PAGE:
Operating a business with a moral compass in this day in age often raises arguments about the violation of fiduciary responsibilities to the company’s sole purpose of maximizing profits and efficiency. Shareholders tend to leverage circumstances in order pressure executives to make amoral business decisions, industry competitors target social concerns in order to dilute market share in their favor, seasoned employees use office politics to tip scales. So how can business with a moral compass can operate and still remain profitable?
Institutionalizing Business Morality as a Formal Discipline
We sometimes believe that there are fundamental pillars instilled into our human society structure or at least a pattern for ongoing change in dramatic social events that occur through the generations. When crisis arise around world such as the riots in London and Stockholm, the financial crisis of 2008, or ongoing institutionalized racism worldwide — we often try to understand or rationalize them as temporary deviations from the norm. These are ontological assumptions embedded through common core education shape our ability to understand the nature of social change requirements for business with moral compasses.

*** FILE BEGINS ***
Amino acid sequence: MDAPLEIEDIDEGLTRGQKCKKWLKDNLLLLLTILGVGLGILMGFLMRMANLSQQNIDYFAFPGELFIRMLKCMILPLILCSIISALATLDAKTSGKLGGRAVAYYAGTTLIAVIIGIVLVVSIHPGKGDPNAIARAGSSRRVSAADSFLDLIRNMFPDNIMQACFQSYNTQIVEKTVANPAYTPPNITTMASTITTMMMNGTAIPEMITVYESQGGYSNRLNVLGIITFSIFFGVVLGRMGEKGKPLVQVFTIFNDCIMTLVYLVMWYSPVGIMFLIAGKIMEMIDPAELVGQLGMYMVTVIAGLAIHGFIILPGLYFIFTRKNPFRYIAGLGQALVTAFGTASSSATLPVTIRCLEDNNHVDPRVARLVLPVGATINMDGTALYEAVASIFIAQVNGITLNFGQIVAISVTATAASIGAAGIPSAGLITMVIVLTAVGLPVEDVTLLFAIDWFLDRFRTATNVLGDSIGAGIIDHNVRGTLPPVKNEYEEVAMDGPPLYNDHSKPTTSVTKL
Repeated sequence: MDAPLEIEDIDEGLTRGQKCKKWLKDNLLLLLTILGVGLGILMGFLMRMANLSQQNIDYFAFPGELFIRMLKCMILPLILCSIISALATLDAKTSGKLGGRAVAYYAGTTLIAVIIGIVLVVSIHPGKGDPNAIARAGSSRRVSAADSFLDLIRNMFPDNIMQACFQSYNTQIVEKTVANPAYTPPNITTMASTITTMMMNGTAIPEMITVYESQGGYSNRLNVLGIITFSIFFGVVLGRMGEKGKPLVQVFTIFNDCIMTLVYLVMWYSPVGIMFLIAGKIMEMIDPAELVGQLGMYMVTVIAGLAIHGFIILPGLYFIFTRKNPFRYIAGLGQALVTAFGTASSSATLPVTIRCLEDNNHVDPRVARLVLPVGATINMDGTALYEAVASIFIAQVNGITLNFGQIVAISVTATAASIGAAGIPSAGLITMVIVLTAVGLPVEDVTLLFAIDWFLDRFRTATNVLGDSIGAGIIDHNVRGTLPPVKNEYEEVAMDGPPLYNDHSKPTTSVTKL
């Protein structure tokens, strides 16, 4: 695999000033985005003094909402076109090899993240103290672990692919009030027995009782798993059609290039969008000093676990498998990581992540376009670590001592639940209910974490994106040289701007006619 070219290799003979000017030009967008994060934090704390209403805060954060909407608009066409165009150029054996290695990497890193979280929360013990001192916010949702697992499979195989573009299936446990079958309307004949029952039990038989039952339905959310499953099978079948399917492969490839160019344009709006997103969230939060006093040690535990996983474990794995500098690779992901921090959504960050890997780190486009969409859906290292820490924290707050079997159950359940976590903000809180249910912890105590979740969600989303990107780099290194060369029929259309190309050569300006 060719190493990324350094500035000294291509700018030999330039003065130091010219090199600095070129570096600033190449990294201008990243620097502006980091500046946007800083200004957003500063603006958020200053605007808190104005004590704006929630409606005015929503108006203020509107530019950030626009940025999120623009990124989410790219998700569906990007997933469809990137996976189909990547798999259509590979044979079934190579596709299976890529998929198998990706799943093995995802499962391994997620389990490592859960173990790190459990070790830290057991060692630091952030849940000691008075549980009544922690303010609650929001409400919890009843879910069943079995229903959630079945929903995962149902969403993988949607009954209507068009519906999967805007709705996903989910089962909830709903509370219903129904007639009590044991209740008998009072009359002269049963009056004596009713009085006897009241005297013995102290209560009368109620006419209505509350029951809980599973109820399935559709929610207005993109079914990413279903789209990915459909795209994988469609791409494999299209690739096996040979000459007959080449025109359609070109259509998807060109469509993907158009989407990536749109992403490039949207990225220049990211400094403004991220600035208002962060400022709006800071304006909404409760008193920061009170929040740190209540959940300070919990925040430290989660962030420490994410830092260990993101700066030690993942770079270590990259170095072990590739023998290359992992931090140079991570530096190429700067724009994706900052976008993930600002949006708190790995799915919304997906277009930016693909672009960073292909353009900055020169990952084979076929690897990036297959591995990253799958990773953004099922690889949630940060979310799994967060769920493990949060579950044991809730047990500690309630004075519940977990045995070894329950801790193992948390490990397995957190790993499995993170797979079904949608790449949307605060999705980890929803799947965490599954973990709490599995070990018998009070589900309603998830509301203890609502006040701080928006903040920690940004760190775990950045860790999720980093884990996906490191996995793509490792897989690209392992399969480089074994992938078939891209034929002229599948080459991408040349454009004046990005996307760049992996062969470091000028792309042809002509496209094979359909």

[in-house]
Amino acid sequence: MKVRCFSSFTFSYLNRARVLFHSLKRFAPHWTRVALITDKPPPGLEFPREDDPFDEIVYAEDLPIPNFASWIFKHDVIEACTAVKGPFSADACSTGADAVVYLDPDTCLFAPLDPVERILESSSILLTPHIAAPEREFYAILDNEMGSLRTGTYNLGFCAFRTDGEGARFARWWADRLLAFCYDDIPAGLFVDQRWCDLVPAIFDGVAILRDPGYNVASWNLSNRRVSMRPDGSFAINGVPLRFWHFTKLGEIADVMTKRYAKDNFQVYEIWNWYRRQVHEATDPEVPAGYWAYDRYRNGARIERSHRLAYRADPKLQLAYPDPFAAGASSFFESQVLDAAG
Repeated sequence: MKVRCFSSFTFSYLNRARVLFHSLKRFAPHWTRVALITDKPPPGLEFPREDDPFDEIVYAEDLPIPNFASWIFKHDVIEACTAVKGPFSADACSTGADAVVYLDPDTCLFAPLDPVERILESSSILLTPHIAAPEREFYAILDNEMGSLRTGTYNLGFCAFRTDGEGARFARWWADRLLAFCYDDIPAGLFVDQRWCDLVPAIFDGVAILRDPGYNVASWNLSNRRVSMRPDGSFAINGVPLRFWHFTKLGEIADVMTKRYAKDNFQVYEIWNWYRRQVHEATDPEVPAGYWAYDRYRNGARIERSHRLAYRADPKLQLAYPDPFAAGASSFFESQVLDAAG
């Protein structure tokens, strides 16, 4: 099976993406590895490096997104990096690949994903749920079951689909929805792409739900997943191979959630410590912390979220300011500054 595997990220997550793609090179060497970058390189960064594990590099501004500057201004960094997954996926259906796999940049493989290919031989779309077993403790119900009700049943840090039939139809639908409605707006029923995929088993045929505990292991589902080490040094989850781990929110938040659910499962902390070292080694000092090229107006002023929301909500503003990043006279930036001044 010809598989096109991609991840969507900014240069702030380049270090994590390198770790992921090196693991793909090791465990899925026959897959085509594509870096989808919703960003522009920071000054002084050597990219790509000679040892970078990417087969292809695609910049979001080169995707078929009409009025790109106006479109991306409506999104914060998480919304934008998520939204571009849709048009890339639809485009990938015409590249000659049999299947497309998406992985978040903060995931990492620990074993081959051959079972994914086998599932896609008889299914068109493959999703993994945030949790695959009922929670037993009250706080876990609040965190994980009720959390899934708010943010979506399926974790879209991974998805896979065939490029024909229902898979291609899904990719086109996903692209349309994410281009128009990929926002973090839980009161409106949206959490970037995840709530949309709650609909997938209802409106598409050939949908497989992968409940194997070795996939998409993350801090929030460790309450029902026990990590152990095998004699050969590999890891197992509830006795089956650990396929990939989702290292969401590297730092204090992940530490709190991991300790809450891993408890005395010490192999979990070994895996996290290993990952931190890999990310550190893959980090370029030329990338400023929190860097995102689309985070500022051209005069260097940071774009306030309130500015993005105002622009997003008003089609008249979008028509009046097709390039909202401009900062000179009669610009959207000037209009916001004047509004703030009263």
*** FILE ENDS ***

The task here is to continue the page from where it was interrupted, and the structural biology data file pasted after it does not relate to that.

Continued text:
Prior to the major social upheavals during the 1960s, business ethics, social responsibility, or cause/effect weren’t major considerations in the business world. During the 1970s, ethics took strides and began to be taught in business schools. A 1982 survey by Hoffman and Moore exhibited that of “655 schools that responded, 317 said that a business ethics course was being offered.”
Good Personal Ethics Should Define Business Morality
Business ethics should be extrapolated from the golden rule — “treat others the way you want to be treated yourself.” Contrary to ongoing practices, simply because money is involved doesn’t mean that a company should ignore fundamental moral business practices. Entrepreneurs, brands, and shareholders often forget that we are all consumers, we all know and understand what it’s like to deal with businesses on both sides. We’ve come to understand the value the major differences in the two ethical standards. Basics tenet is that all business adhere to some level of good intent in making sure that both parties (consumers & company) be afforded respect. I believe a running a profitable moral business is feasible as long as an ethical money-making business plan is devise in conjunction and adhered to.
Benefits Of Running A Running a Business With a Moral Compass
With social media essentially shaping a company’s reputation, any business that plots its course with a moral compass will enhance its own reputation. Doing this enables the business to build a loyal customer base solely on their good intentions methodology thereby increasing gross sales and profitability. A moral business increases the allure of the company to prospective employees, enhancing the talent of the recruitment pool. Ethical business standards also reduce employee turnover rates and cuts human resources costs. Vendors and potential investors will take note and your business can prosper from the decision to adhere to running a business with a moral compass.